Dr. Wendy Gonaver discusses her book, The Peculiar Institution and the Making of Modern Psychiatry, 1840-1880 (University of North Carolina Press, 2019), the Eastern Lunatic Asylum in Virginia, and the roles that race, the institution of slavery, and slave labor played in the development of psychiatric diagnosis and care through the nineteenth century and beyond.Though the origins of asylums can be traced to Europe, the systematic segregation of the mentally ill into specialized institutions occurred in the United States only after 1800, just as the struggle to end slavery took hold. In this book, Wendy Gonaver examines the relationship between these two historical developments, showing how slavery and ideas about race shaped early mental health treatment in the United States, especially in the South. She reveals these connections through the histories of two asylums in Virginia: the Eastern Lunatic Asylum in Williamsburg, the first in the nation; and the Central Lunatic Asylum in Petersburg, the first created specifically for African Americans. Eastern Lunatic Asylum was the only institution to accept both slaves and free blacks as patients and to employ slaves as attendants.Drawing from these institutions' untapped archives, Gonaver reveals how slavery influenced ideas about patient liberty, about the proper relationship between caregiver and patient, about what constituted healthy religious belief and unhealthy fanaticism, and about gender. This early form of psychiatric care acted as a precursor to public health policy for generations, and Gonaver's book fills an important gap in the historiography of mental health and race in the nineteenth century.Beth A. English is director of the Liechtenstein Institute's Project on Gender in the Global Community at Princeton University. She also is a past president of the Southern Labor History Association. Learn more about your ad choices. Visit megaphone.fm/adchoicesSupport our show by becoming a premium member! https://newbooksnetwork.supportingcast.fm/american-studies

56mins

15 Nov 2019

Episode artwork

Wendy Gonaver, "The Peculiar Institution and the Making of Modern Psychiatry, 1840–1880" (UNC Press, 2019)

New Books in Psychology

Dr. Wendy Gonaver discusses her book, The Peculiar Institution and the Making of Modern Psychiatry, 1840-1880 (University of North Carolina Press, 2019), the Eastern Lunatic Asylum in Virginia, and the roles that race, the institution of slavery, and slave labor played in the development of psychiatric diagnosis and care through the nineteenth century and beyond.Though the origins of asylums can be traced to Europe, the systematic segregation of the mentally ill into specialized institutions occurred in the United States only after 1800, just as the struggle to end slavery took hold. In this book, Wendy Gonaver examines the relationship between these two historical developments, showing how slavery and ideas about race shaped early mental health treatment in the United States, especially in the South. She reveals these connections through the histories of two asylums in Virginia: the Eastern Lunatic Asylum in Williamsburg, the first in the nation; and the Central Lunatic Asylum in Petersburg, the first created specifically for African Americans. Eastern Lunatic Asylum was the only institution to accept both slaves and free blacks as patients and to employ slaves as attendants.Drawing from these institutions' untapped archives, Gonaver reveals how slavery influenced ideas about patient liberty, about the proper relationship between caregiver and patient, about what constituted healthy religious belief and unhealthy fanaticism, and about gender. This early form of psychiatric care acted as a precursor to public health policy for generations, and Gonaver's book fills an important gap in the historiography of mental health and race in the nineteenth century.Beth A. English is director of the Liechtenstein Institute's Project on Gender in the Global Community at Princeton University. She also is a past president of the Southern Labor History Association. Learn more about your ad choices. Visit megaphone.fm/adchoicesSupport our show by becoming a premium member! https://newbooksnetwork.supportingcast.fm/psychology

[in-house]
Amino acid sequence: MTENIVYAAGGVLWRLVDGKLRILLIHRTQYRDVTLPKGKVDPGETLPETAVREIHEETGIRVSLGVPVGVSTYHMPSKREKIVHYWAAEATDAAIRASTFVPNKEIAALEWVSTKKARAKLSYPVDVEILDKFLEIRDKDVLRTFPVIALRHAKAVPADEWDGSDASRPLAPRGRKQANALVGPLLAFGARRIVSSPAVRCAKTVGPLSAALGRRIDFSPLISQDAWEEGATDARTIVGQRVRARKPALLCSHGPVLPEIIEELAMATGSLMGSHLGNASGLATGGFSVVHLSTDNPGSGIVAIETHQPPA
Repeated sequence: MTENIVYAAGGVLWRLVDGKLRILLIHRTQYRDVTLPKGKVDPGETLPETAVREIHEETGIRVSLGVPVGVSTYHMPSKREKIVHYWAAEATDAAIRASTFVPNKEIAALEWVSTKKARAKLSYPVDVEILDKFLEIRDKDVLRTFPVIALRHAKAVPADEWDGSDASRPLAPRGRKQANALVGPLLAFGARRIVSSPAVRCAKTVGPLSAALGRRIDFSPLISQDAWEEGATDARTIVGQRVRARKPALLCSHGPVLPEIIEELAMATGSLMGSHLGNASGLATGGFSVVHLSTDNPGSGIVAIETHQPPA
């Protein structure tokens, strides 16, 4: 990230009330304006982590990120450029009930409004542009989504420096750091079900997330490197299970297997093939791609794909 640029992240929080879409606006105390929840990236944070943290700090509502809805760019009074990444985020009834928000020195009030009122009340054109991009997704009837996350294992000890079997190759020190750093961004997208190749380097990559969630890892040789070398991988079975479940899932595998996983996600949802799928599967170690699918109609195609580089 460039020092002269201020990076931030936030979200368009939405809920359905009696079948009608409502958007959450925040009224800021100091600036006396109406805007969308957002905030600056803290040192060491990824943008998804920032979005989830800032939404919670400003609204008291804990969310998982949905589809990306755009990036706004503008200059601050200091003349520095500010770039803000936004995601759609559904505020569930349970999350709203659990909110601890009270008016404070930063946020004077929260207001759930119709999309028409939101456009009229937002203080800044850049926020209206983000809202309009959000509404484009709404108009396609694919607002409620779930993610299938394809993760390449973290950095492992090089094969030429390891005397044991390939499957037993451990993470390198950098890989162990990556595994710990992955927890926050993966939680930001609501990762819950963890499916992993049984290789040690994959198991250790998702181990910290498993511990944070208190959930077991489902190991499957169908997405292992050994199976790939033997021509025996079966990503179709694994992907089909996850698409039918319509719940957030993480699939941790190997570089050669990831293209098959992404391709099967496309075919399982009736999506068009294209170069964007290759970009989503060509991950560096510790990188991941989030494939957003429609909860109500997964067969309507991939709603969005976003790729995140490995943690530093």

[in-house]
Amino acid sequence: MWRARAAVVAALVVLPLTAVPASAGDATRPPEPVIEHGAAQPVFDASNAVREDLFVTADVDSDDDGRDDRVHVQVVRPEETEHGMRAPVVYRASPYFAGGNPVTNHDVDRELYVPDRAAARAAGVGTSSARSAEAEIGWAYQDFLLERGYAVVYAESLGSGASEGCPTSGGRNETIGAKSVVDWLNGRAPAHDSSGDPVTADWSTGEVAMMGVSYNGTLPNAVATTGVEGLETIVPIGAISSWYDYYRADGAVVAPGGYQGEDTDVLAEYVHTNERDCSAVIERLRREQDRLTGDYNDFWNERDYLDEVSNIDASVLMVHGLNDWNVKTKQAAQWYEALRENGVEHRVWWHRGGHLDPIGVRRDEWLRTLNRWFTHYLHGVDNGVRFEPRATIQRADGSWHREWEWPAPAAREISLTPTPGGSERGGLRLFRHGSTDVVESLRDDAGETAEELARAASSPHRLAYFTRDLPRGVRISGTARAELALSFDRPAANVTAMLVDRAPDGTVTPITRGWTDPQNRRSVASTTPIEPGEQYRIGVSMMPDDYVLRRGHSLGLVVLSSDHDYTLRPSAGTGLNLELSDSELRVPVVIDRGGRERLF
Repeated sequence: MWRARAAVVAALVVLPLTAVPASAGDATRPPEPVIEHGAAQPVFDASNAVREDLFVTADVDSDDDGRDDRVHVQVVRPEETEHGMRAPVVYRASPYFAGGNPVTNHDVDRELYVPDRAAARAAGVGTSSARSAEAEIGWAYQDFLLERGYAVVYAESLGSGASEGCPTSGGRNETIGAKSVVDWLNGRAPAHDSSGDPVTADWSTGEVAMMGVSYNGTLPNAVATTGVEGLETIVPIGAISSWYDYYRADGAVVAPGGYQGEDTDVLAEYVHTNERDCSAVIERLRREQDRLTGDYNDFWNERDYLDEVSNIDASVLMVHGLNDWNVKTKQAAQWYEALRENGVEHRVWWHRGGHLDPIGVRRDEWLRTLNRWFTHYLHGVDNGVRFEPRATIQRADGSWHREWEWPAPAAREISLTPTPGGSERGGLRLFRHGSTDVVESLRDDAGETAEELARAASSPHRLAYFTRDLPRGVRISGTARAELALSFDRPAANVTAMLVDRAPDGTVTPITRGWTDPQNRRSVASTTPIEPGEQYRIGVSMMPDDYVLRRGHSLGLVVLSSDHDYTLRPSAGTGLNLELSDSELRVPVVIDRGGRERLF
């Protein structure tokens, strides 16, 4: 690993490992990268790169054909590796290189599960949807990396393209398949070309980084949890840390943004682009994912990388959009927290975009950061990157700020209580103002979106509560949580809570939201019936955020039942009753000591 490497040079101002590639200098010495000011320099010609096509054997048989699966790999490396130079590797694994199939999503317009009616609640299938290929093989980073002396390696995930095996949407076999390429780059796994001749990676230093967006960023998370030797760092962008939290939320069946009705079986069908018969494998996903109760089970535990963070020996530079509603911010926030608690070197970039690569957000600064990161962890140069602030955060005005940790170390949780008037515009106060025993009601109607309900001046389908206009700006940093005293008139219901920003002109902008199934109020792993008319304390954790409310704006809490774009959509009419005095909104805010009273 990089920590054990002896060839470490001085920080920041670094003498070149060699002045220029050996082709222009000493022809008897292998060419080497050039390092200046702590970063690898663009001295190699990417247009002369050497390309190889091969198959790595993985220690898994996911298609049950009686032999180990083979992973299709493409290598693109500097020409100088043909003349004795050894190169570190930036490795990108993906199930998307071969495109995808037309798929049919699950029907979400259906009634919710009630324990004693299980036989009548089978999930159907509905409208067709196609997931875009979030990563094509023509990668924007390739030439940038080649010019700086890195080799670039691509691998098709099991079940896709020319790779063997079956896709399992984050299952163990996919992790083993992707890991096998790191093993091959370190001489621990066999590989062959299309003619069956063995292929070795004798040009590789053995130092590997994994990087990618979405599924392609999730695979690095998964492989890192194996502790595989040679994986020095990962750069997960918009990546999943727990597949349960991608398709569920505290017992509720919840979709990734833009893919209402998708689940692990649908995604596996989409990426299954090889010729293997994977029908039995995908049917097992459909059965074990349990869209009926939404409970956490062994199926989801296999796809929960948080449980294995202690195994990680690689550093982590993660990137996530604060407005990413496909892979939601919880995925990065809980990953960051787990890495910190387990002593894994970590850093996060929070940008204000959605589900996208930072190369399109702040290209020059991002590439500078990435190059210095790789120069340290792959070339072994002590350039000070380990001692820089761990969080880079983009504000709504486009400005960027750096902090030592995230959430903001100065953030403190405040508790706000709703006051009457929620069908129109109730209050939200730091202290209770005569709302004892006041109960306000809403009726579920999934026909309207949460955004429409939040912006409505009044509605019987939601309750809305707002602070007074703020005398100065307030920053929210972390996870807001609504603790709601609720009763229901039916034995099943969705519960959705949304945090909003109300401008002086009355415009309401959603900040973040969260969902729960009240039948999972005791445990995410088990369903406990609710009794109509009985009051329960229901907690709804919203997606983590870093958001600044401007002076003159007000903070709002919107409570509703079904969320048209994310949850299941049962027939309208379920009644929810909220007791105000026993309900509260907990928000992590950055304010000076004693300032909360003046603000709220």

56mins

15 Nov 2019

Episode artwork

Wendy Gonaver, "The Peculiar Institution and the Making of Modern Psychiatry, 1840–1880" (UNC Press, 2019)

New Books in History

Dr. Wendy Gonaver discusses her book, The Peculiar Institution and the Making of Modern Psychiatry, 1840-1880 (University of North Carolina Press, 2019), the Eastern Lunatic Asylum in Virginia, and the roles that race, the institution of slavery, and slave labor played in the development of psychiatric diagnosis and care through the nineteenth century and beyond.Though the origins of asylums can be traced to Europe, the systematic segregation of the mentally ill into specialized institutions occurred in the United States only after 1800, just as the struggle to end slavery took hold. In this book, Wendy Gonaver examines the relationship between these two historical developments, showing how slavery and ideas about race shaped early mental health treatment in the United States, especially in the South. She reveals these connections through the histories of two asylums in Virginia: the Eastern Lunatic Asylum in Williamsburg, the first in the nation; and the Central Lunatic Asylum in Petersburg, the first created specifically for African Americans. Eastern Lunatic Asylum was the only institution to accept both slaves and free blacks as patients and to employ slaves as attendants.Drawing from these institutions' untapped archives, Gonaver reveals how slavery influenced ideas about patient liberty, about the proper relationship between caregiver and patient, about what constituted healthy religious belief and unhealthy fanaticism, and about gender. This early form of psychiatric care acted as a precursor to public health policy for generations, and Gonaver's book fills an important gap in the historiography of mental health and race in the nineteenth century.Beth A. English is director of the Liechtenstein Institute's Project on Gender in the Global Community at Princeton University. She also is a past president of the Southern Labor History Association. Learn more about your ad choices. Visit megaphone.fm/adchoicesSupport our show by becoming a premium member! https://newbooksnetwork.supportingcast.fm/history

56mins

15 Nov 2019